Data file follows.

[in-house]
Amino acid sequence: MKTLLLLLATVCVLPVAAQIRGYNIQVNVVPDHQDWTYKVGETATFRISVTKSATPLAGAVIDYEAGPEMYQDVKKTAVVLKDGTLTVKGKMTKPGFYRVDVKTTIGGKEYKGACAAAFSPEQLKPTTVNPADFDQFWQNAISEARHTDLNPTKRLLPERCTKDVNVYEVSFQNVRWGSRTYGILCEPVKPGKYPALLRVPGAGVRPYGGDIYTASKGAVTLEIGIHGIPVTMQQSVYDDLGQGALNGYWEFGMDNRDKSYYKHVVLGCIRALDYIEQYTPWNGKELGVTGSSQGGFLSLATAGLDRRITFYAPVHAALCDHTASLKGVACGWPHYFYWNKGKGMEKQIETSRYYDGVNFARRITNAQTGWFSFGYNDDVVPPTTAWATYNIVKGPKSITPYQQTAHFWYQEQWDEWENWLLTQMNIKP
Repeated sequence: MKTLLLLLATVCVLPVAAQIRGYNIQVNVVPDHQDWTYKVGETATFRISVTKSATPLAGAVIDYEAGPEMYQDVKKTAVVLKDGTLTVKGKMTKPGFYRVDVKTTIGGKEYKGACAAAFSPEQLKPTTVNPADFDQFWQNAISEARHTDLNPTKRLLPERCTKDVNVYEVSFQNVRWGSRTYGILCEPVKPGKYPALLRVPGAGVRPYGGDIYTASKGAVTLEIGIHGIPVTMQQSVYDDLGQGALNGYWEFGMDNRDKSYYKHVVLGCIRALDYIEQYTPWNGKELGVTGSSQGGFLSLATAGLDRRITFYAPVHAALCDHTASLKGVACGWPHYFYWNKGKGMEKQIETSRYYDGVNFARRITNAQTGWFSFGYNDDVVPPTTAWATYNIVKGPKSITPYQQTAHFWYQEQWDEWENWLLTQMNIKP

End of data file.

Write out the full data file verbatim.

[in-house]
Amino acid sequence: MKTLLLLLATVCVLPVAAQIRGYNIQVNVVPDHQDWTYKVGETATFRISVTKSATPLAGAVIDYEAGPEMYQDVKKTAVVLKDGTLTVKGKMTKPGFYRVDVKTTIGGKEYKGACAAAFSPEQLKPTTVNPADFDQFWQNAISEARHTDLNPTKRLLPERCTKDVNVYEVSFQNVRWGSRTYGILCEPVKPGKYPALLRVPGAGVRPYGGDIYTASKGAVTLEIGIHGIPVTMQQSVYDDLGQGALNGYWEFGMDNRDKSYYKHVVLGCIRALDYIEQYTPWNGKELGVTGSSQGGFLSLATAGLDRRITFYAPVHAALCDHTASLKGVACGWPHYFYWNKGKGMEKQIETSRYYDGVNFARRITNAQTGWFSFGYNDDVVPPTTAWATYNIVKGPKSITPYQQTAHFWYQEQWDEWENWLLTQMNIKP
Repeated sequence: MKTLLLLLATVCVLPVAAQIRGYNIQVNVVPDHQDWTYKVGETATFRISVTKSATPLAGAVIDYEAGPEMYQDVKKTAVVLKDGTLTVKGKMTKPGFYRVDVKTTIGGKEYKGACAAAFSPEQLKPTTVNPADFDQFWQNAISEARHTDLNPTKRLLPERCTKDVNVYEVSFQNVRWGSRTYGILCEPVKPGKYPALLRVPGAGVRPYGGDIYTASKGAVTLEIGIHGIPVTMQQSVYDDLGQGALNGYWEFGMDNRDKSYYKHVVLGCIRALDYIEQYTPWNGKELGVTGSSQGGFLSLATAGLDRRITFYAPVHAALCDHTASLKGVACGWPHYFYWNKGKGMEKQIETSRYYDGVNFARRITNAQTGWFSFGYNDDVVPPTTAWATYNIVKGPKSITPYQQTAHFWYQEQWDEWENWLLTQMNIKP